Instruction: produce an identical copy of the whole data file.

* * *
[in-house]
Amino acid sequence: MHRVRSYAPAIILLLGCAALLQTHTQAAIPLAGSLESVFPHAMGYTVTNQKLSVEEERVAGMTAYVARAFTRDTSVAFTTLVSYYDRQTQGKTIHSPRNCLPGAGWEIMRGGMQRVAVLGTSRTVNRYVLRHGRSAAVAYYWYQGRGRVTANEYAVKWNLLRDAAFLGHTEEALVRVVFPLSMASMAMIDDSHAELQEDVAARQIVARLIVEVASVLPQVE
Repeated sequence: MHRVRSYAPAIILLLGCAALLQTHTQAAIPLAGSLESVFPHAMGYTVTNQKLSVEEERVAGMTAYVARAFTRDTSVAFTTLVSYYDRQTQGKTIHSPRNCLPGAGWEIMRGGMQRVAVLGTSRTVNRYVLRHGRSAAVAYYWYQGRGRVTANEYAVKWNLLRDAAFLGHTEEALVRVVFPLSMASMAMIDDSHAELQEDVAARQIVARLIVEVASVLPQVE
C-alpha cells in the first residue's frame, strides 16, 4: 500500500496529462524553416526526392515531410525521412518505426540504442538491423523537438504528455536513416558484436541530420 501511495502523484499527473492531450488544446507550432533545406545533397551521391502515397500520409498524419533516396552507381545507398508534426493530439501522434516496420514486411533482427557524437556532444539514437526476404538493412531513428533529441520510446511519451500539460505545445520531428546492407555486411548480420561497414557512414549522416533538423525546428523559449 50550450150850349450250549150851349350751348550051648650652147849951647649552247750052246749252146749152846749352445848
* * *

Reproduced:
[in-house]
Amino acid sequence: MHRVRSYAPAIILLLGCAALLQTHTQAAIPLAGSLESVFPHAMGYTVTNQKLSVEEERVAGMTAYVARAFTRDTSVAFTTLVSYYDRQTQGKTIHSPRNCLPGAGWEIMRGGMQRVAVLGTSRTVNRYVLRHGRSAAVAYYWYQGRGRVTANEYAVKWNLLRDAAFLGHTEEALVRVVFPLSMASMAMIDDSHAELQEDVAARQIVARLIVEVASVLPQVE
Repeated sequence: MHRVRSYAPAIILLLGCAALLQTHTQAAIPLAGSLESVFPHAMGYTVTNQKLSVEEERVAGMTAYVARAFTRDTSVAFTTLVSYYDRQTQGKTIHSPRNCLPGAGWEIMRGGMQRVAVLGTSRTVNRYVLRHGRSAAVAYYWYQGRGRVTANEYAVKWNLLRDAAFLGHTEEALVRVVFPLSMASMAMIDDSHAELQEDVAARQIVARLIVEVASVLPQVE
C-alpha cells in the first residue's frame, strides 16, 4: 500500500496529462524553416526526392515531410525521412518505426540504442538491423523537438504528455536513416558484436541530420 501511495502523484499527473492531450488544446507550432533545406545533397551521391502515397500520409498524419533516396552507381545507398508534426493530439501522434516496420514486411533482427557524437556532444539514437526476404538493412531513428533529441520510446511519451500539460505545445520531428546492407555486411548480420561497414557512414549522416533538423525546428523559449 50550450150850349450250549150851349350751348550051648650652147849951647649552247750052246749252146749152846749352445848